Get the RHS Chelsea Flower Show look

The blooms you'll need to create your own Chelsea-inspired bouquet at home

The artwork for the RHS Chelsea Flower Show 2019
The artwork for the RHS Chelsea Flower Show 2019 has taken inspiration from the famous Chelsea Pensioners and features early summer flowers bursting out the top of a traditional pensioner's hat.

While they look beautiful on the banners, these plants would also make a charming display at home, brightening up any fireplace, bookshelf or dining table centrepiece.

Here, we reveal the plants used in the artwork so that you can create your own little piece of Chelsea glamour at home.

Flowers used in the 2019 RHS Chelsea Flower Show artworkHow to make a Chelsea bouquet 


Glamorous and romantic, we’ve used three different colours of peony to bring our visions for Chelsea 2019 to life.

While these large blooms make excellent cut flowers, they can also easily brighten up dull borders. Plant them in the autumn to give your garden a splash of colour in late spring.


Both the leaves and small flowers of geraniums are included in the Chelsea display. Geraniums are a large, diverse group of mostly evergreen and tender plants, often used as bedding or houseplants.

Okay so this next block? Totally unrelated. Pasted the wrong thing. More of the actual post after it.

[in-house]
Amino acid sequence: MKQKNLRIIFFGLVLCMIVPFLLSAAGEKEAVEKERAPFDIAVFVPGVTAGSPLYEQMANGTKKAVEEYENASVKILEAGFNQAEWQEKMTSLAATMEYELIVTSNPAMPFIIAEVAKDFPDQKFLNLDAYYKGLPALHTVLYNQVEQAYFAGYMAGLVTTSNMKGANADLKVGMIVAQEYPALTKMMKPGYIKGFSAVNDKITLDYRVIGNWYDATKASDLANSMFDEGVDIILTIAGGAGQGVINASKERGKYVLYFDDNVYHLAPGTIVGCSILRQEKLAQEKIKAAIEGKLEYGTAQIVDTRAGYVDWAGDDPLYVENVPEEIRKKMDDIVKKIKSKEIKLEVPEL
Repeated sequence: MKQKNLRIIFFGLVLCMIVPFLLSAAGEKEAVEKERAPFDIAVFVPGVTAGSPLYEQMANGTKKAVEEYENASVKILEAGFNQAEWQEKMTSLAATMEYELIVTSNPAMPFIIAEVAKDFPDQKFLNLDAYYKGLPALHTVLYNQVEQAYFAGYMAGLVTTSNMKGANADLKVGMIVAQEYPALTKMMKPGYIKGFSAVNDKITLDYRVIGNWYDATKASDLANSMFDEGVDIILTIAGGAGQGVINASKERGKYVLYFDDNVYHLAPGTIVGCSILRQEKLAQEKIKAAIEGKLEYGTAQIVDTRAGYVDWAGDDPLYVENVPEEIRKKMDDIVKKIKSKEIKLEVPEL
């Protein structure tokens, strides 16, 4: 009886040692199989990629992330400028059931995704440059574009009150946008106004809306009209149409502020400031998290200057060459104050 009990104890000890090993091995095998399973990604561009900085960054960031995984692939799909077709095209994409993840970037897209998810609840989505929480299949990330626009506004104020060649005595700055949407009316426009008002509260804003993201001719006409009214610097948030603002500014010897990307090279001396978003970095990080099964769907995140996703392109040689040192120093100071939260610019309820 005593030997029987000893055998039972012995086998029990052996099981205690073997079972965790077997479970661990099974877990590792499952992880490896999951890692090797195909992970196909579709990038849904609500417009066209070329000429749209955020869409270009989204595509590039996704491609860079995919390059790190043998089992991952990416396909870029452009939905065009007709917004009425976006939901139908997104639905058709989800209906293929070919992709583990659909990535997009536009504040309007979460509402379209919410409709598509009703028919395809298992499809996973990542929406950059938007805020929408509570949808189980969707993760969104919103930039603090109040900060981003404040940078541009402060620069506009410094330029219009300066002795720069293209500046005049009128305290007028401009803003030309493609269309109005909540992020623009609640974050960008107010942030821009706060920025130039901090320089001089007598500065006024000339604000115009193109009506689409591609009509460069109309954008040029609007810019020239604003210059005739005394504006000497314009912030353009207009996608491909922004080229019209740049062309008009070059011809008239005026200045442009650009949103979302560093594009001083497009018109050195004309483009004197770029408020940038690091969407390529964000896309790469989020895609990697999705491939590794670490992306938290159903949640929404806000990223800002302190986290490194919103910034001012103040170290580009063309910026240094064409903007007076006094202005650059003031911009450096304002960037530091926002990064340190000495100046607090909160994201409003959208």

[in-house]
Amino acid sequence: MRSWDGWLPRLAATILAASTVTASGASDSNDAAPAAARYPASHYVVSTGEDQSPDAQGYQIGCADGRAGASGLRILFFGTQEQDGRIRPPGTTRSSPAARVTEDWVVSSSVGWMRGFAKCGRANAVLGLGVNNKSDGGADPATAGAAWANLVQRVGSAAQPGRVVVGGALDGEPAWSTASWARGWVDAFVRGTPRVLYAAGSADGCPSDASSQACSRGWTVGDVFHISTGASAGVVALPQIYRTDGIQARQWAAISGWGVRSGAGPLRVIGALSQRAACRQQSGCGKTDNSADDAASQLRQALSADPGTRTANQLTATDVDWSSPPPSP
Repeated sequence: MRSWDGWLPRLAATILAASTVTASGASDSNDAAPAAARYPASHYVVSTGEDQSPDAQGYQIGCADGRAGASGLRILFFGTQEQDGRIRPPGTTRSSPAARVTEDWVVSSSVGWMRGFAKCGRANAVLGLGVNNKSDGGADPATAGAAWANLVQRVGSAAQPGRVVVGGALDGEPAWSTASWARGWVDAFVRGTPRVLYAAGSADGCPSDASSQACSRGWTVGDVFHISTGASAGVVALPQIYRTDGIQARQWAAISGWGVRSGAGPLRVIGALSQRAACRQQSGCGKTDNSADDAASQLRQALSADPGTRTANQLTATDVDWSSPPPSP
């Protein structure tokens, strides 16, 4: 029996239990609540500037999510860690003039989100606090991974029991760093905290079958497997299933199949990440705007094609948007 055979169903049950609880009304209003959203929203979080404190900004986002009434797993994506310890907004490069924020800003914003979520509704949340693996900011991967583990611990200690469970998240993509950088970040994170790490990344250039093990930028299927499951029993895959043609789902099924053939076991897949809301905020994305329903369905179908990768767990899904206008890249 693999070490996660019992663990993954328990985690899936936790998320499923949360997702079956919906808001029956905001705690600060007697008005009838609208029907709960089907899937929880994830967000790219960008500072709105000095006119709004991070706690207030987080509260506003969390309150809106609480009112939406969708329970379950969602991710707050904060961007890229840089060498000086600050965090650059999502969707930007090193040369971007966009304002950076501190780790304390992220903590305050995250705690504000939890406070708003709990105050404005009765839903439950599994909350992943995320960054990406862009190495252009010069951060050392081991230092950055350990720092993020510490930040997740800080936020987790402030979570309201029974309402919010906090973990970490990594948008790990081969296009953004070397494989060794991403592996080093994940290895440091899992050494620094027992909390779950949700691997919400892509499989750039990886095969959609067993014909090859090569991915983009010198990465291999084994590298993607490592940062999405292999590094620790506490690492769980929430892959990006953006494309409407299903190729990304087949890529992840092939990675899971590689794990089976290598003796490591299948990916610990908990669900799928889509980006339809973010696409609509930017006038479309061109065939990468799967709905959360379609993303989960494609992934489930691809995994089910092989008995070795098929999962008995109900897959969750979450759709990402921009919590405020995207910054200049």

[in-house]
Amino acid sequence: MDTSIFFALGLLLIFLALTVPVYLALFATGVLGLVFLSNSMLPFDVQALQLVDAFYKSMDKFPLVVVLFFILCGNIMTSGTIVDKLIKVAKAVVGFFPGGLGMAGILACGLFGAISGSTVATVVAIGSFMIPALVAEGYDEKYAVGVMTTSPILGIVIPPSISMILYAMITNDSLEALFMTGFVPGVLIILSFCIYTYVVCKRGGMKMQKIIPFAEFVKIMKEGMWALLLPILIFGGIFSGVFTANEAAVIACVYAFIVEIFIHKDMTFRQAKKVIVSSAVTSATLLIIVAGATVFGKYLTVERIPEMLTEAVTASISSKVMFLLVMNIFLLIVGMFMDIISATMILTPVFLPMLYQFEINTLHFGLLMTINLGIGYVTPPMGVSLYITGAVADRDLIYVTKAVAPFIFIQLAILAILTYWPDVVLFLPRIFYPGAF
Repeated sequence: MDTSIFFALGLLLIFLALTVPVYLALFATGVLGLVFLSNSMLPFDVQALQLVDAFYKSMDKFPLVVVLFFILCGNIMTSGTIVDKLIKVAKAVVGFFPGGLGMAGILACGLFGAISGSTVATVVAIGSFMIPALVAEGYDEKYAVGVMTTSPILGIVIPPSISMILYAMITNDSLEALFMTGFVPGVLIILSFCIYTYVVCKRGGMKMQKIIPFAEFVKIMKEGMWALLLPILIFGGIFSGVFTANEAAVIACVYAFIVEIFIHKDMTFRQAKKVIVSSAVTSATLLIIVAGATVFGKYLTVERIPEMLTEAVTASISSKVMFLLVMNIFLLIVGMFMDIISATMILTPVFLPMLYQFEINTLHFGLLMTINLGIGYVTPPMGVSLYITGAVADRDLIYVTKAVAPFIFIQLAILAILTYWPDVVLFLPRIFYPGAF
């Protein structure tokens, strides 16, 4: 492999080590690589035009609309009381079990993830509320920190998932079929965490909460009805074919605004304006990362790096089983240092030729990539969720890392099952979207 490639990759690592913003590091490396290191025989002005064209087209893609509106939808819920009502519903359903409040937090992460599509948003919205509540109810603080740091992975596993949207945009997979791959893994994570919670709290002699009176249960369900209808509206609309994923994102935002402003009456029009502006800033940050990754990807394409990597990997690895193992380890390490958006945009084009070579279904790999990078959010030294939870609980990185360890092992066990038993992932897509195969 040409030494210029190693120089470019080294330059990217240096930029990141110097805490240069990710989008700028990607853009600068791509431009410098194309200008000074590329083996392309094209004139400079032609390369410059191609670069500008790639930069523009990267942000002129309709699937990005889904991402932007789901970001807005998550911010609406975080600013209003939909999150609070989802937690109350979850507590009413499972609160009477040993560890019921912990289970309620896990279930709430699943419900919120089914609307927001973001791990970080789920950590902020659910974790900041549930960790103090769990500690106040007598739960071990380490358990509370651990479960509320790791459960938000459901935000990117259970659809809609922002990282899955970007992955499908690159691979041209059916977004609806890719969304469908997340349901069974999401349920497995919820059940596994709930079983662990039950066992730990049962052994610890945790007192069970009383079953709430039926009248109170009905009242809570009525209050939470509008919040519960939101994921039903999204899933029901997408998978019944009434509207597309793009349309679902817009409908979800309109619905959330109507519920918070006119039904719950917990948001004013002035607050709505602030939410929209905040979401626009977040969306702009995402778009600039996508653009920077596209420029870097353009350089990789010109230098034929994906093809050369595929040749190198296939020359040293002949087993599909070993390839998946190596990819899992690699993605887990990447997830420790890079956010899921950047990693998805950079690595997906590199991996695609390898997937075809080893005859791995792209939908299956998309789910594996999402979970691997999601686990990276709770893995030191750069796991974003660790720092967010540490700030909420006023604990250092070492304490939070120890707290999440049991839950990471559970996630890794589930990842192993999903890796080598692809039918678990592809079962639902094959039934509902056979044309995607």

Roses are among the most popular garden plants and are a favourite with visitors to Chelsea. Hardy and easy to grow, they're useful in borders, on trellises and in containers.

The sweet-smelling blooms of roses generally burst open in summer and often continue to flower until autumn, giving you plenty of opportunity to appreciate their beautiful aroma.  

Dutch iris

Contrasting vividly with the pinks and reds of the display, you’ll notice flashes of purple bursting out of the Pensioner’s hat.

Irises provide the perfect jolt of colour to any home or garden, flowering in late spring into summer. 


The delicate flowers of hydrangea, seen in the Chelsea display as a deep pink, can pep up borders and offer some long-lasting colour, coming into bloom during late spring and lasting well into the autumn. 

Some types of hydrangea flowers change colour, depending on the pH, or acidity, of the soil. Depending on where you live, the flowers may range from shades of blue through to pinks (or similar).

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The Royal Horticultural Society is the UK’s leading gardening charity. We aim to enrich everyone’s life through plants, and make the UK a greener and more beautiful place.